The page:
University of Mississippi is one of the 2017 winners of the Challenge Fund for Innovation in Journalism Education. See all 10 winners.
- LaReeca Rucker, Journalism Instructor, University of Mississippi
- Rod Guajardo, Editor, Northeast Mississippi Daily Journal
- Ed Meek, Publisher, HottyToddy.com
- Mississippi Today
Visit the University of Mississippi project webpage here.
Describe your project
We have created a news website called Oxford Stories at OxfordStories.net to which students enrolled in journalism classes publish their stories about the community and share them on social media. We want to expand our operation by partnering with local publications, who will select stories from the site and republish the stories like a news wire service. We are in an experimental phase of this now, and would like to continue our experimentation, fully launching in the fall of 2017 with promotion.
What is your live news experiment?
While college is in session, Oxford Stories is the largest news organization in the state. The largest daily newspaper in the state, The Clarion-Ledger, has 40 people in news. We have around 80 student journalists working to produce news stories about their community who publish their stories to OxfordStories.net as part of the class. The stories are edited first by University of Mississippi journalism instructor LaReeca Rucker before they go live on the site. We use multimedia, such as photos, audio, video and Facebook live. We want to expand our program, and turn this website into a fully functioning news wire service, similar to the AP Style. We have partners in place, and we are in the experimental phases of doing this, and funding would help us expand the program to include other publications in the state.
If the experiment works, what do you think might happen?
This college-run news website could become a fully functioning news wire service, like the Associated Press for students, and expand, providing news from our community to other areas of the state. It is a Teaching Hospital Model that requires students to produce professional quality work. It sets a high bar for them, and it would enable them to get their work published, sometimes nationally, through local news organizations that republish their work.
Success would be measured in two ways. Did the student produce professional quality work about the community that was good enough to publish to the website? Did other local publications deem their work good enough to republish? Can we refine this experiment and make it work like a well-oiled machine with the cooperation of other publications?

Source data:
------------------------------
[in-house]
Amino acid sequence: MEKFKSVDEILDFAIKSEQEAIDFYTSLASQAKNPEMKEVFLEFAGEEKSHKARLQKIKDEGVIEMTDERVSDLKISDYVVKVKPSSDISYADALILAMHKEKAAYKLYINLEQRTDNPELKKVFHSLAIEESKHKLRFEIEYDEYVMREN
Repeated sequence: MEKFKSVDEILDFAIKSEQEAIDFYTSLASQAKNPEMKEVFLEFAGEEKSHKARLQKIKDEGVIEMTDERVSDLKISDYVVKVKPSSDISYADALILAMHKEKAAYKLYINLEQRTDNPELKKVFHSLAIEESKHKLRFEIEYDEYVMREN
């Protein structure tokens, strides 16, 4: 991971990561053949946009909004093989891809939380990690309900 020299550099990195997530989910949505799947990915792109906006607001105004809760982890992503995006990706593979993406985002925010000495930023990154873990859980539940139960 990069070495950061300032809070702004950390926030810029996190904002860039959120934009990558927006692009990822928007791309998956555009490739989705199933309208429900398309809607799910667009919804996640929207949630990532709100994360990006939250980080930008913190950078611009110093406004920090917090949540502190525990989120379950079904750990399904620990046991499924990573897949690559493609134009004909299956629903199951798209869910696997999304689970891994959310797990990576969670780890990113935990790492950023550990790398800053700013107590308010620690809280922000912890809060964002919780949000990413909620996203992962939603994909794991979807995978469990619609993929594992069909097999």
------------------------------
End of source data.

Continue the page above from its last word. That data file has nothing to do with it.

How is this project unique and innovative?
As a former newspaper reporter, who has worked at both large newspapers and small newspapers, project lead LaReeca understands the current limitations of the news industry. Budgets and reporters are being cut, and those who remain are left to pick up the slack. Some small newspapers, like one of our partners, only has two or three employees, yet they must provide all the news by themselves for a specific community. In launching the Oxford Stories site, the aim was to create a project that would be mutually beneficial to partnering news sites. Students want to get their work published so they can show employees clips. Local news organizations need local content about their communities. We provide that content. They publish student work. It’s a win-win situation.
What technology platforms will you use?
We use WordPress as a content management system for our site and social media sites like Twitter and Facebook primarily. We implement digital photography and photo editing software like Adobe Premiere. We also produce audio using SoundCloud and video with Adobe Premiere.
If it works, how might this experiment change teaching at your school or media practices in your partner’s newsroom?
The website and program demonstrates that our university is placing more emphasis on technology and multimedia. In a small way, that may have led to college leaders introducing more technology programs and placing more emphases technology with new programs like 3-D modeling, data journalism, drone photography and social media marketing. It’s important for college educators to offer students a real world journalism experience. Not all colleges do. The only way to learn how to be a journalist is to dive in and fail several times. This model enables students to do that.Our partners have changed media practices because we have helped reduce their workload by working symbiotically with them.
The University of Mississippi team provided an update on its project in a March 2018 report.
Update: What have you discovered?
I think one of the things that has been sort of revelatory to me throughout the process of creating the concept of a student news wire service and working to get people on board is it is amazing what you can accomplish if you just take the initiative and ask people. I think so many people wait for other people to tell them what to do.
One of the things you learn in journalism is that you have to get things done. Sometimes, you can’t wait around to ask someone. You just have to do it, and ask your boss or whomever for forgiveness later if what you are trying to accomplish backfires. There are exceptions to this way of thinking, but more often than not, being proactive is the best idea and the only way to really accomplish anything.
I have learned to be more proactive since creating Oxford Stories, and I’ve also used some of the journalism skills I’ve developed over the years when asking people if they will collaborate or partner with us. All they can do is say no, but most of them have said yes.